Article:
Understanding flight distances can be a tough.
“For several years after moving to Southern New England I can remember calling my father up in Maine and laughing on the phone about how “stupid” the deer were down here compared to the deer where I grew up in Maine. “They don’t even run,” I would always say. What I didn’t realize was while these “stupid” deer didn’t run when they saw me, they were apparently smart enough to avoid ending up in my freezer.
“My first several years hunting were spent in the big woods of Maine where we didn’t see deer often and when we jumped a deer seeing only the flash of a tail, that deer was gone for sure. Without a doubt that deer was going to run for at least 200-400 yards before slowing to a fast paced walk for another half mile into a completely different area.
“Fast forward to my late teens when I left home and began hunting in southern New England which is very urban and I found myself struggling to shoot a deer even though I was seeing more deer than I had ever seen before. They always seemed to stay just out of archery range.”
What is so interesting about this topic is how complicated such a seemingly simple subject can be. The flight distance of one whitetail deer in the rural woods of America will most likely be completely different from urban deer behavior. In fact, the diversity is so great that we are unable to simply write down a list of what estimated flight distances are for each part of the country.
Upon further examination of this complex matter, we must also factor in the actual area in which the deer are fleeing in order to account for behavior associated with that environment, whether natural or unnatural. For example, if an area that was previously closed to firearm hunting is opened, deer will rapidly adapt to understand that what was a safe flight distance for archery is not safe for a firearm.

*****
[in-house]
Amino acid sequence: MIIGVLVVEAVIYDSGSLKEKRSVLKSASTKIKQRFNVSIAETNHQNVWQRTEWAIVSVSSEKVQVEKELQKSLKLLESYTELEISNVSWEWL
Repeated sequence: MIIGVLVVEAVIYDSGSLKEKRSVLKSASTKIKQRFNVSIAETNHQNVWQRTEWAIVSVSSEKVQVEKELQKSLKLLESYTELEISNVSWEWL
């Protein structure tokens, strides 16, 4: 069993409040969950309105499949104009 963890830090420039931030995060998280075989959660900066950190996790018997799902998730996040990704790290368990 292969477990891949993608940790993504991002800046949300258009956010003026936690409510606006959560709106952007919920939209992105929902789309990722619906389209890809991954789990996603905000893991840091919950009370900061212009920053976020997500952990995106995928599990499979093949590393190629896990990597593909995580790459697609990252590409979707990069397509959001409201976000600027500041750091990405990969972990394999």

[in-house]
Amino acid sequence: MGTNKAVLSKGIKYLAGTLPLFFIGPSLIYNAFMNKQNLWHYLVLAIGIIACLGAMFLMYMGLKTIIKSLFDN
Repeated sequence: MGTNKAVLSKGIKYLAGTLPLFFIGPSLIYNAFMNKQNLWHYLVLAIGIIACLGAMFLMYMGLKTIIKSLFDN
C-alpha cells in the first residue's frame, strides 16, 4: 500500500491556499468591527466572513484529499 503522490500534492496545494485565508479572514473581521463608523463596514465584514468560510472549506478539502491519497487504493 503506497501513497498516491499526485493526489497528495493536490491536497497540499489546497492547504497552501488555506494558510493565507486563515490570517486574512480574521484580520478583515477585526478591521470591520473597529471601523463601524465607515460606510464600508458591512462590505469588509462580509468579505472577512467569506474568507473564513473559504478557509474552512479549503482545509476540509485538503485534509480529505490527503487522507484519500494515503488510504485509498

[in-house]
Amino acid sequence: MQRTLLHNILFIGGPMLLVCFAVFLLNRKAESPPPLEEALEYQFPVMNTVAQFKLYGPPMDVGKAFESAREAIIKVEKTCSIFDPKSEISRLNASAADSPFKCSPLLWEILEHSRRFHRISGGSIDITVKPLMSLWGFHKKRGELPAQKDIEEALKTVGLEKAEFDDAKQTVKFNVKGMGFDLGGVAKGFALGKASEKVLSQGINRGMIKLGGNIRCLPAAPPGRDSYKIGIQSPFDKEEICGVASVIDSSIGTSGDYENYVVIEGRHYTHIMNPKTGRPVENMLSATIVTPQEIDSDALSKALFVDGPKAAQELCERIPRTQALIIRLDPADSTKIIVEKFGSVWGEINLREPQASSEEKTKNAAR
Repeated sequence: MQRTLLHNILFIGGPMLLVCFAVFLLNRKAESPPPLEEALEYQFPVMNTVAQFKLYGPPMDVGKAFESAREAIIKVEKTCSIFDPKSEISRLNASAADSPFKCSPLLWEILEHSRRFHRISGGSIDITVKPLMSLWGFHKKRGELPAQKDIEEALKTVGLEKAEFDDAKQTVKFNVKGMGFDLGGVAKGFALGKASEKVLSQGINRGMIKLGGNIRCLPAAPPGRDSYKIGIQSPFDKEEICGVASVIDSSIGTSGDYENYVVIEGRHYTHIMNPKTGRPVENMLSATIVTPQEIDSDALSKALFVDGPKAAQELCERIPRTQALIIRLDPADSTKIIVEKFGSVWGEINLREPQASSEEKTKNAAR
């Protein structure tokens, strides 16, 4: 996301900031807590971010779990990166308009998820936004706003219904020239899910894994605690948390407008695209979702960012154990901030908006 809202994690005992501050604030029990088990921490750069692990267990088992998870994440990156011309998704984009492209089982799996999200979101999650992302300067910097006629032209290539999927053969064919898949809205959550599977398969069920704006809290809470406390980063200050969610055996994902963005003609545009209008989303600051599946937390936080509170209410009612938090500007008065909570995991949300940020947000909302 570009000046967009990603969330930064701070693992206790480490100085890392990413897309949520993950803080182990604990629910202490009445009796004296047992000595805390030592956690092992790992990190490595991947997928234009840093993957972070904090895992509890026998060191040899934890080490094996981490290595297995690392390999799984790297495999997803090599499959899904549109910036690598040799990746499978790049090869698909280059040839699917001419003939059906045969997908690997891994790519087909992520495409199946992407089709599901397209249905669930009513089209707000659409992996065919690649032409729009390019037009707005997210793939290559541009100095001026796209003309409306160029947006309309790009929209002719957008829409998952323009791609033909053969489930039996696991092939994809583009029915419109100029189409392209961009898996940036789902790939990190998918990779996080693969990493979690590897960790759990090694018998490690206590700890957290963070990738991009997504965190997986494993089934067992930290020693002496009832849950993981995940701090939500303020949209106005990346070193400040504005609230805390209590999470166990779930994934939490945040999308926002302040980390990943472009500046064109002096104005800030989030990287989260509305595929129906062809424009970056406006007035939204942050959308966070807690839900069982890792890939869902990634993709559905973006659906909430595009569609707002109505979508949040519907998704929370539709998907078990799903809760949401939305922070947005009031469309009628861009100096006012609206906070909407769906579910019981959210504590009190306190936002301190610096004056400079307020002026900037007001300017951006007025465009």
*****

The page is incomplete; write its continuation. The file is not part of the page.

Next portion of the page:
This comes from the psychological evidence of conditioned behavior. It is the driving force for successful and adaptable hunting methodology.
There are two stages of flight in animal behavior.
The first is alert distance (AD), a topic which is discussed in depth in ‘The Theory of Fluid Motion.’ The second is escape distance (ED).
Escape distance is interchangeable with the term flight distance. The conditioning process is very basic. At a certain distance when presented with a stimulus (in this case a human), it initiates the flight response. What we truly want to concern ourselves with is how these flight distances are established in urban deer behavior.
In more rural areas with heavy gun hunting pressure, we can see that whitetails will begin the flight response immediately when a deer hears, sees or smells a human. With years of conditioning because of firearm hunting, deer have become more threatened to human presence.
The risk of human contact is deadly even at great distances. Deer fully understand that.
For suburban hunters, the theory behind flight distances comes with some leeway. As a result of constant human exposure, deer are forced to create more complicated views on when the flight response is necessary. If they didn’t, suburban woods would constantly be a melee of frantic deer chaotically running for their lives all day, every day.
We find that when we switch from suburban areas which allow firearm hunting to urban areas allowing archery only, deer have a far higher tolerance for distances from humans. This reaction can differ depending on minute details, such as a human walking a trail or taking a few steps off the trail. In heavily populated areas deer have come to learn that humans, much like themselves, are habitual creatures. We use trails, they use runs, and they understand that pattern.
It is also important to distinguish that again, the same whitetail can have a different response in a different area. Years of conditioning has made them smart enough (more accurately, conditioned enough) to understand the difference.
Where this theory becomes most dangerous to deer, and most effective for the evolving hunter, is in the dissection of the “alert distance.”
Last modified: December 18, 2018